Central African Republic Country Profile – Government/Politics
from the CIA Factbook (Page last updated on October 13, 2020)
Government type: presidential republic
Administrative divisions: 14 prefectures, 2 economic prefectures*, and 1 commune**; Bamingui-Bangoran, Bangui**, Basse-Kotto, Haute-Kotto, Haut-Mbomou, Kemo, Lobaye, Mambere-Kadei, Mbomou, Nana-Grebizi*, Nana-Mambere, Ombella-Mpoko, Ouaka, Ouham, Ouham-Pende, Sangha-Mbaere*, Vakaga.
Independence: 13 August 1960 (from France).
- history: several previous; latest (interim constitution) approved by the Transitional Council 30 August 2015, adopted by referendum 13-14 December 2015, ratified 27 March 2016.
- amendments: proposals require support of the government, two thirds of the National Council of Transition, and assent by the “Mediator of the Central African” crisis; passage requires at least three-fourths majority vote by the National Council membership; non-amendable constitutional provisions include those on the secular and republican form of government, fundamental rights and freedoms, amendment procedures, or changes to the authorities of various high-level executive, parliamentary, and judicial officials.
Legal system: civil law system based on the French model.
- chief of state: President Faustin-Archange TOUADERA (since 30 March 2016).
- head of government: Prime Minister Firmin NGREBADA (since 25 February 2019).
- cabinet: Council of Ministers appointed by the president.
- elections/appointments: under the 2015 constitution, the president is elected by universal direct suffrage for a period of 5 years (eligible for a second term); election last held 30 December 2015 with a runoff 20 February 2016 (next election scheduled to be held in December 2020).
- election results: Faustin-Archange TOUADERA elected president in the second round; percent of vote in first round – Anicet-Georges DOLOGUELE (URCA) 23.7%, Faustin-Archange TOUADERA (independent) 19.1%, Desire KOLINGBA (RDC) 12.%, Martin ZIGUELE (MLPC) 11.4%, other 33.8%; percent of vote in second round – Faustin-Archange TOUADERA 62.7%, Anicet-Georges DOLOGUELE 37.3%.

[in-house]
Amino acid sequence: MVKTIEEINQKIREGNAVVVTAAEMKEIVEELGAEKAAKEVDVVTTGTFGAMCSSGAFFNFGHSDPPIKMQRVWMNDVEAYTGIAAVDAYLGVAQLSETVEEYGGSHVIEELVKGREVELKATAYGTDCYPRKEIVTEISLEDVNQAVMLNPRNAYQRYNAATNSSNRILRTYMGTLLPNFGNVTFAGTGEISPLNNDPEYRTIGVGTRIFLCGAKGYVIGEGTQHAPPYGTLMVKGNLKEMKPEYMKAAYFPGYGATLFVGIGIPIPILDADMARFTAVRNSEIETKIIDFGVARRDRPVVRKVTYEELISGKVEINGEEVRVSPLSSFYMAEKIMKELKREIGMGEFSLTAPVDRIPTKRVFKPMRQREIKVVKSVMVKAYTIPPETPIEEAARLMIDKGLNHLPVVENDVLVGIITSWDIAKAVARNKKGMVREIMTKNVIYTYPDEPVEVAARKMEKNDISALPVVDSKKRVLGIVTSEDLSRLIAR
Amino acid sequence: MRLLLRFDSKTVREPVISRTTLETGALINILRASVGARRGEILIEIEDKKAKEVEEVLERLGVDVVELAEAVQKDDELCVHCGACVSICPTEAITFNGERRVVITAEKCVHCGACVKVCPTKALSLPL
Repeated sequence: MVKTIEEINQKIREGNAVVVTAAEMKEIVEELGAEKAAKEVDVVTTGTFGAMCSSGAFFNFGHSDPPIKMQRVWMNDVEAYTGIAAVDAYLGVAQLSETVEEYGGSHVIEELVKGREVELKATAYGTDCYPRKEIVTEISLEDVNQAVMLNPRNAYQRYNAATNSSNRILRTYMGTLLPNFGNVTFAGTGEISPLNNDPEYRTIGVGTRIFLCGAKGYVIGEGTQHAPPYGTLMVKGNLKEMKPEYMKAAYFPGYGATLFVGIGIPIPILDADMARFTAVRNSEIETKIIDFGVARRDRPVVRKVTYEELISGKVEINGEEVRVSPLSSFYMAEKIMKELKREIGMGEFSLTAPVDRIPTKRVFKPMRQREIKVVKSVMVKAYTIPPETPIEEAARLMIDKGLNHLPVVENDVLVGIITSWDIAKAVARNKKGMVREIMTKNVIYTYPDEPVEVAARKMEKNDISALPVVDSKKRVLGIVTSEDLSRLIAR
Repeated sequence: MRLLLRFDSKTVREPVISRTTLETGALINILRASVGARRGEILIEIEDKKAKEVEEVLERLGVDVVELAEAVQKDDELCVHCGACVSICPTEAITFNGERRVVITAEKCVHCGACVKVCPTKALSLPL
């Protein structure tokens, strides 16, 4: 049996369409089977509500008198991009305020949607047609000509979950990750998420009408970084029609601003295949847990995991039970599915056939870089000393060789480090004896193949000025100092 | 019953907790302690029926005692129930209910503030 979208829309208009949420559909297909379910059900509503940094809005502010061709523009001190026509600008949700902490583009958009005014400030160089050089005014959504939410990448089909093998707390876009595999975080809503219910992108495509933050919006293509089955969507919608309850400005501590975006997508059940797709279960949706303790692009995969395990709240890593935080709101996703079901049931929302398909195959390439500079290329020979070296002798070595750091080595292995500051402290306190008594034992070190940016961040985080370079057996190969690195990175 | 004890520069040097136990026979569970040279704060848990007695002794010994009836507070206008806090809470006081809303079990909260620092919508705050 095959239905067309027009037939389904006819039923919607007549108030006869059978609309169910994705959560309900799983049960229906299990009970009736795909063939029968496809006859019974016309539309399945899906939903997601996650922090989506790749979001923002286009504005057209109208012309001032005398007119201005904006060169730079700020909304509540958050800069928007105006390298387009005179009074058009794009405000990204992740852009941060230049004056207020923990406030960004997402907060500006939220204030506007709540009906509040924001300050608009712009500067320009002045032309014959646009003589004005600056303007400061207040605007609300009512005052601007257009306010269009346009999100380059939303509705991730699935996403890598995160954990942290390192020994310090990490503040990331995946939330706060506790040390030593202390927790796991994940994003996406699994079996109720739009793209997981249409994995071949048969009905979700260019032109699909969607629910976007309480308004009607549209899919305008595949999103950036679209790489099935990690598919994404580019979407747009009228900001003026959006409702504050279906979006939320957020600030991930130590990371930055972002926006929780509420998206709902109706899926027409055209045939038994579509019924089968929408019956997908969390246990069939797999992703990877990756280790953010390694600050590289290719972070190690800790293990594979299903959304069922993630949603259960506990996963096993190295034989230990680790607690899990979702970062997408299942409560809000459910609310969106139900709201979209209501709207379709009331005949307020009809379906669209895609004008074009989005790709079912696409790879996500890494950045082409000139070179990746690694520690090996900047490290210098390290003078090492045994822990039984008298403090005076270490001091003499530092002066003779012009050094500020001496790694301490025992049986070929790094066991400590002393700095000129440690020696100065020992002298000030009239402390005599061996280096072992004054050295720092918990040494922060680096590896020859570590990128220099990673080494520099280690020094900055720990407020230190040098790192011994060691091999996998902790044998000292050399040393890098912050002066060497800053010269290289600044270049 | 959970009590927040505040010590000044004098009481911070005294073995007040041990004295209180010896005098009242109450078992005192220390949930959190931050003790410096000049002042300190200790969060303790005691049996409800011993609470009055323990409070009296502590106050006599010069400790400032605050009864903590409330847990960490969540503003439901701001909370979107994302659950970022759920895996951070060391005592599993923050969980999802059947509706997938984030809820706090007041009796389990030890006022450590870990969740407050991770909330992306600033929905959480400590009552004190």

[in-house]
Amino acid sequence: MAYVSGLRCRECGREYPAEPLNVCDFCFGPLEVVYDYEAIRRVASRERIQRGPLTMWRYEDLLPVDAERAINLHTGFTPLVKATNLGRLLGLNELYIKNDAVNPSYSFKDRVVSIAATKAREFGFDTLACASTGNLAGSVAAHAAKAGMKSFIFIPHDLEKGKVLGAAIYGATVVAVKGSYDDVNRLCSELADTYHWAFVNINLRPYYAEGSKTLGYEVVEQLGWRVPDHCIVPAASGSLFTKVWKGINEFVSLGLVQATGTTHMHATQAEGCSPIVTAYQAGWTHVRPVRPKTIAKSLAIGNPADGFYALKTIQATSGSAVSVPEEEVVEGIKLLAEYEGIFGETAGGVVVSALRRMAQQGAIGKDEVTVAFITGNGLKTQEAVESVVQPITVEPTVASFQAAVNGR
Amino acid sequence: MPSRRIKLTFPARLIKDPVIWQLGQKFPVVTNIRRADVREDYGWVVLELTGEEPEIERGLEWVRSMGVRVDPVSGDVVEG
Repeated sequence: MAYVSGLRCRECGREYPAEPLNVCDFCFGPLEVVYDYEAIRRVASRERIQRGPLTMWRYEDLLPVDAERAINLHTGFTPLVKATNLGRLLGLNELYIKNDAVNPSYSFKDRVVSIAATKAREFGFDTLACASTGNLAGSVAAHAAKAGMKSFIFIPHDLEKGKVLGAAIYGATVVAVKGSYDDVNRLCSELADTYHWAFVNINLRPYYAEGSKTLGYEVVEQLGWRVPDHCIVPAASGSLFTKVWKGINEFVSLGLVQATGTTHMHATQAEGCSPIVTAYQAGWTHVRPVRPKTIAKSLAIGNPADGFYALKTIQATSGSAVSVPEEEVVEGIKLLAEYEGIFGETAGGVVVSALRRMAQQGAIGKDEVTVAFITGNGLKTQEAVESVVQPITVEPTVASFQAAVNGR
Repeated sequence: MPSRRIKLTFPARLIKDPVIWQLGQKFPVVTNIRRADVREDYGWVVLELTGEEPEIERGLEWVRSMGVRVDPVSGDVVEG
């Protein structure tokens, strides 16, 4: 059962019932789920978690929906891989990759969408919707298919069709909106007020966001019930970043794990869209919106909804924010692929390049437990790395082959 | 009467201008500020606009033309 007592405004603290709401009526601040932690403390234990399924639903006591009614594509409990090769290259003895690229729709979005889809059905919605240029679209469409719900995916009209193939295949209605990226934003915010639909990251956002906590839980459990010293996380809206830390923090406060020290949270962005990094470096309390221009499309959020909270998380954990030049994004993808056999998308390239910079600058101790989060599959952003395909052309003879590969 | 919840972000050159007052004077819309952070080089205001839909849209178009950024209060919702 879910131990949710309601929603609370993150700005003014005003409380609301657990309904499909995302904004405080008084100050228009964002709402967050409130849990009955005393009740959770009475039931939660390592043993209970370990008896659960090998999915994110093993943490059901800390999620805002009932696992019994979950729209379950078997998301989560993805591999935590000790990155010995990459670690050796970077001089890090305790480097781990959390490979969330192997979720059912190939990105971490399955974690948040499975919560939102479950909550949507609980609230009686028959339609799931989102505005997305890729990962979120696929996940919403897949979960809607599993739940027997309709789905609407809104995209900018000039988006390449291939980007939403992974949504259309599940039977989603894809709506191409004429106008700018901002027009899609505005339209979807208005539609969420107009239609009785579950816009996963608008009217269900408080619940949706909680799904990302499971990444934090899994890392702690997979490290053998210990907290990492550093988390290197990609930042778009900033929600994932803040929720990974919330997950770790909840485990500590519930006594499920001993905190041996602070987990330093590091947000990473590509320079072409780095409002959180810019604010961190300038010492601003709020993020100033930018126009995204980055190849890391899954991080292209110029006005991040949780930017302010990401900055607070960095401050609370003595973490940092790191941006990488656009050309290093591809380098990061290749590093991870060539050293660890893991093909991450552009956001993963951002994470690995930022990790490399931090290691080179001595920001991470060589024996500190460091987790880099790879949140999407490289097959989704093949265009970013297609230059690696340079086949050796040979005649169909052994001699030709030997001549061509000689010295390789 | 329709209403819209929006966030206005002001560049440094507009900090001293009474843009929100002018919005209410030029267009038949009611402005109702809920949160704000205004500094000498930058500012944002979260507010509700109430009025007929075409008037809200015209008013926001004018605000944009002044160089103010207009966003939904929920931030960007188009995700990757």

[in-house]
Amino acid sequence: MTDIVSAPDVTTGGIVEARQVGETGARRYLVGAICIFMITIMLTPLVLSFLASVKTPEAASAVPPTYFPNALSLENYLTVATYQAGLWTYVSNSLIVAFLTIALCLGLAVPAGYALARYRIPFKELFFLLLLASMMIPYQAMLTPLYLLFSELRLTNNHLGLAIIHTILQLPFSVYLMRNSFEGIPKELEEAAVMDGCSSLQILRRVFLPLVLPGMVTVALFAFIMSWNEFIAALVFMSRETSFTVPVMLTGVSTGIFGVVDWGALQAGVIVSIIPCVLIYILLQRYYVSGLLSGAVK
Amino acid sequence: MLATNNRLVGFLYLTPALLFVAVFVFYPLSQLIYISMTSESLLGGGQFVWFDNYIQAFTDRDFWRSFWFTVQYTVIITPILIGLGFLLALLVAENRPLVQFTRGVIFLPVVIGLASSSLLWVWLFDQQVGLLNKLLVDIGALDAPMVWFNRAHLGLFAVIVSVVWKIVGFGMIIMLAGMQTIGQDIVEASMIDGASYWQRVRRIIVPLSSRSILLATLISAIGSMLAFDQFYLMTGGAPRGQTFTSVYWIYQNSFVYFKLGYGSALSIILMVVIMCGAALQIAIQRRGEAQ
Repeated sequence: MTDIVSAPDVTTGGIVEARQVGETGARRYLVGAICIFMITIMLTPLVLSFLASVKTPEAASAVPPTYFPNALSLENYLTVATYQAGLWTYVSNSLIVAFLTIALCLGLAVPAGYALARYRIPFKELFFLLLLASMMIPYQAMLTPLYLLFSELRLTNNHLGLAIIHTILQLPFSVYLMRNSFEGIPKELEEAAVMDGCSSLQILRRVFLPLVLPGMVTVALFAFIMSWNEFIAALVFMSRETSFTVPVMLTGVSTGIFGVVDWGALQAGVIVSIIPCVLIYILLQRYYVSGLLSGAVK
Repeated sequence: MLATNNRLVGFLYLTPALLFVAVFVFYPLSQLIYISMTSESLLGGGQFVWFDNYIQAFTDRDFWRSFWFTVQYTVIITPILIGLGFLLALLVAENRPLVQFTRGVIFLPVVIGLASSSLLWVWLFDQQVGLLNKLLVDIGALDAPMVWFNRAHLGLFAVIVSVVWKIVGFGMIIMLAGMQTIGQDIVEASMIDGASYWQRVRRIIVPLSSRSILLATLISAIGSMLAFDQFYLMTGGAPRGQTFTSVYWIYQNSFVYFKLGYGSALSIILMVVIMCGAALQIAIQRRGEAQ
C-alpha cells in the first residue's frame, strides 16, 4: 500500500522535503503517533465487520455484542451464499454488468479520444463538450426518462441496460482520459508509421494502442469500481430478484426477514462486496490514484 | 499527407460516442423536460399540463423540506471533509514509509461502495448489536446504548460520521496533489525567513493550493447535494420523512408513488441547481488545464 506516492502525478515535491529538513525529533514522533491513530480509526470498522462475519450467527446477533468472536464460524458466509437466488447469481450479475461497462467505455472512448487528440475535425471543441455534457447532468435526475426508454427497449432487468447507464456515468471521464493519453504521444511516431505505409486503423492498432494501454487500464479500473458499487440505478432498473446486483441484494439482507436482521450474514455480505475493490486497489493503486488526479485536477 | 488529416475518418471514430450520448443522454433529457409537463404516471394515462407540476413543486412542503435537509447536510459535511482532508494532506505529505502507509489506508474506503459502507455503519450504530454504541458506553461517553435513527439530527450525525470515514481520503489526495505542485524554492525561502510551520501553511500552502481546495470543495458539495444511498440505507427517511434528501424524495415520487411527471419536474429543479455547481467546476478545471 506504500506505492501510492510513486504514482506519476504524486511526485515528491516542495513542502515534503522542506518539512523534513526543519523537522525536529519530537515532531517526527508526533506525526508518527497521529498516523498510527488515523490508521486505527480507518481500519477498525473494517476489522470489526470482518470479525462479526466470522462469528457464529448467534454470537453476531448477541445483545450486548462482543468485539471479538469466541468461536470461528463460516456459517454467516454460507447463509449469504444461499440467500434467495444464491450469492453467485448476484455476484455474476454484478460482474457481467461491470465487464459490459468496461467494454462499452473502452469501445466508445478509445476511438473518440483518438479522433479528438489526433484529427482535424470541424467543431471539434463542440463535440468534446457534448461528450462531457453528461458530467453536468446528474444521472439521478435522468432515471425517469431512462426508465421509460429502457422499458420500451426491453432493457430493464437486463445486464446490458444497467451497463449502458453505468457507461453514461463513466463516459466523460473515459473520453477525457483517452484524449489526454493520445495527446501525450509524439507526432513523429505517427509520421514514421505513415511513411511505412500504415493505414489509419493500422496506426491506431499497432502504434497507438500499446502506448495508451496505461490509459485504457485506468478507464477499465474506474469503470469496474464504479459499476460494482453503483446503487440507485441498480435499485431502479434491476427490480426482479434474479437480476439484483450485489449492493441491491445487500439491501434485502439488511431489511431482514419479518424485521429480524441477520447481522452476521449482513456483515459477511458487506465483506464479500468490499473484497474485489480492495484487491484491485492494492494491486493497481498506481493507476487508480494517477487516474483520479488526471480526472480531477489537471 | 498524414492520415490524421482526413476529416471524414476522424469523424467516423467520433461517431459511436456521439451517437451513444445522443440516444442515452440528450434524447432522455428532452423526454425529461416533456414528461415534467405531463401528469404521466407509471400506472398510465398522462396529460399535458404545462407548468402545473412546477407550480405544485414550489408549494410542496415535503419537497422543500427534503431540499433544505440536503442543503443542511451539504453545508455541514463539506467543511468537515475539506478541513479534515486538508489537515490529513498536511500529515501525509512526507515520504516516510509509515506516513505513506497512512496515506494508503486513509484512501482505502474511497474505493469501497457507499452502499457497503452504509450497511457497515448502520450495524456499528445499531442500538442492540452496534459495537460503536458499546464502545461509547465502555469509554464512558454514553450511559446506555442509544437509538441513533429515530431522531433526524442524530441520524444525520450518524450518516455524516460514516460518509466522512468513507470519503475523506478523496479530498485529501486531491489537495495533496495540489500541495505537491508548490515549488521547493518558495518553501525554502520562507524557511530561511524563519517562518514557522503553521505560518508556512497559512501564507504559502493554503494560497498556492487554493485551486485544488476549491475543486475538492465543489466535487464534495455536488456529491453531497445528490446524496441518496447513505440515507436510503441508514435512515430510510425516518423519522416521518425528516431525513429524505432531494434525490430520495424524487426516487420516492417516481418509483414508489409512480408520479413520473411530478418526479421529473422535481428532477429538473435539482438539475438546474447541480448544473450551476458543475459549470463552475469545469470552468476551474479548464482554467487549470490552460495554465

- note: rebel forces seized the capital in March 2013, forcing former President BOZIZE to flee the country; Interim President Michel DJOTODIA assumed the presidency, reinstated the prime minister, and established a National Transitional Council (CNT) in April 2013; the NTC elected Catherine SAMBA-PANZA interim president in January 2014 to serve until February 2015, when new elections were to be held; her term was extended because instability delayed new elections and the transition did not take place until the end of March 2016.
- description: unicameral National Assembly or Assemblee Nationale (140 seats; members directly elected in single-seat constituencies by absolute majority vote with a second round if needed; members serve 5-year terms).
- elections: last held 30 December 2015 (results annulled), 14 February 2016 – first round and 31 March 2016 – second round (next to be held on 27 December 2020).
- election results: percent of vote by party – NA; seats by party – UNDP 16, URCA 11, RDC 8, MLPC 10, KNK 7, other 28, independent 60; composition – men 129, women 11, percent of women 7.9%.
- highest courts: Supreme Court or Cour Supreme (consists of NA judges); Constitutional Court (consists of 9 judges, at least 3 of whom are women).
- judge selection and term of office: Supreme Court judges appointed by the president; Constitutional Court judge appointments – 2 by the president, 1 by the speaker of the National Assembly, 2 elected by their peers, 2 are advocates elected by their peers, and 2 are law professors elected by their peers; judges serve 7-year non-renewable terms.
- subordinate courts: high courts; magistrates’ courts.
From International Crisis Group (ICG)
The Government of CAR and 14 armed groups signed a Political Agreement for Peace and Reconciliation on 6 February 2019. The agreement makes commitments to integrate the forces of fighting factions into the national army and provide opportunities for the leaders of various factions to join the government, but fighting has continued in the provinces. The agreement does not include provisions on reducing violence within the armed factions, which are the cause of considerable violence.[i]
CAR’s president, Faustin-Archange Touadéra has committed to an “inclusive government” which many have taken to mean incorporating elements of various armed groups.[ii] When the new Prime Minister announced the formation of a new government in March 2019, the armed factions were not significantly represented, causing them to threaten walking out on the agreement. In an effort to salvage peace talks, the African Union (AU) advised the formation of a new government weeks later, giving various groups positions within areas already under their control.